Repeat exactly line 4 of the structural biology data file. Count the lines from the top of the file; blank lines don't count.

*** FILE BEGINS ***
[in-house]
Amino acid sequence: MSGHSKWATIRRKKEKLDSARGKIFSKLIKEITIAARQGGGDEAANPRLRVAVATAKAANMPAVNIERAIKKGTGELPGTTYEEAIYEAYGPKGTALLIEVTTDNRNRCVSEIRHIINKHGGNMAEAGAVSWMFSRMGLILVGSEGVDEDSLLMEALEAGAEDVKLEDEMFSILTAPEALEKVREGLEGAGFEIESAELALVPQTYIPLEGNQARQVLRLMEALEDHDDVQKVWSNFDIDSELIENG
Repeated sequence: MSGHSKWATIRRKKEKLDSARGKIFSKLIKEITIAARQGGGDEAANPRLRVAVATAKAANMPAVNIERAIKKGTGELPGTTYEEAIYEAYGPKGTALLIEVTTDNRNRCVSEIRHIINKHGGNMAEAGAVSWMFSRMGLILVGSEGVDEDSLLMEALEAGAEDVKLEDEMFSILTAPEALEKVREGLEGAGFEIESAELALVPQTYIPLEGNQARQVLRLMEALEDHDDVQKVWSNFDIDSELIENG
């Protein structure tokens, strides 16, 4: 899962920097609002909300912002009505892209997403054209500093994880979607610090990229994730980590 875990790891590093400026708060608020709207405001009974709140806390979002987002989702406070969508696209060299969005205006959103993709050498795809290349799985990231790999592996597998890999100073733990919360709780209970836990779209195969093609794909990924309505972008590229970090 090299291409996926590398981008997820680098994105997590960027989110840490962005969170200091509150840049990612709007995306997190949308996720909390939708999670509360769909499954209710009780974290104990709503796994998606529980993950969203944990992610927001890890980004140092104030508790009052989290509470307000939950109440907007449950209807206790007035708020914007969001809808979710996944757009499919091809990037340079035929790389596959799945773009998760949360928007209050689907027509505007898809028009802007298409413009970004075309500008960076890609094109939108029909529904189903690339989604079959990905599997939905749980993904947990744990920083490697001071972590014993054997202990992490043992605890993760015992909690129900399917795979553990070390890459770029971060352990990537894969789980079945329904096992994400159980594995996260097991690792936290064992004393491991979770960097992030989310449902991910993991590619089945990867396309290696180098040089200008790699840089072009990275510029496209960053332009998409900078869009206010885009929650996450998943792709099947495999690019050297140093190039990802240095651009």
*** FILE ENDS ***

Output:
């Protein structure tokens, strides 16, 4: 899962920097609002909300912002009505892209997403054209500093994880979607610090990229994730980590 875990790891590093400026708060608020709207405001009974709140806390979002987002989702406070969508696209060299969005205006959103993709050498795809290349799985990231790999592996597998890999100073733990919360709780209970836990779209195969093609794909990924309505972008590229970090 090299291409996926590398981008997820680098994105997590960027989110840490962005969170200091509150840049990612709007995306997190949308996720909390939708999670509360769909499954209710009780974290104990709503796994998606529980993950969203944990992610927001890890980004140092104030508790009052989290509470307000939950109440907007449950209807206790007035708020914007969001809808979710996944757009499919091809990037340079035929790389596959799945773009998760949360928007209050689907027509505007898809028009802007298409413009970004075309500008960076890609094109939108029909529904189903690339989604079959990905599997939905749980993904947990744990920083490697001071972590014993054997202990992490043992605890993760015992909690129900399917795979553990070390890459770029971060352990990537894969789980079945329904096992994400159980594995996260097991690792936290064992004393491991979770960097992030989310449902991910993991590619089945990867396309290696180098040089200008790699840089072009990275510029496209960053332009998409900078869009206010885009929650996450998943792709099947495999690019050297140093190039990802240095651009």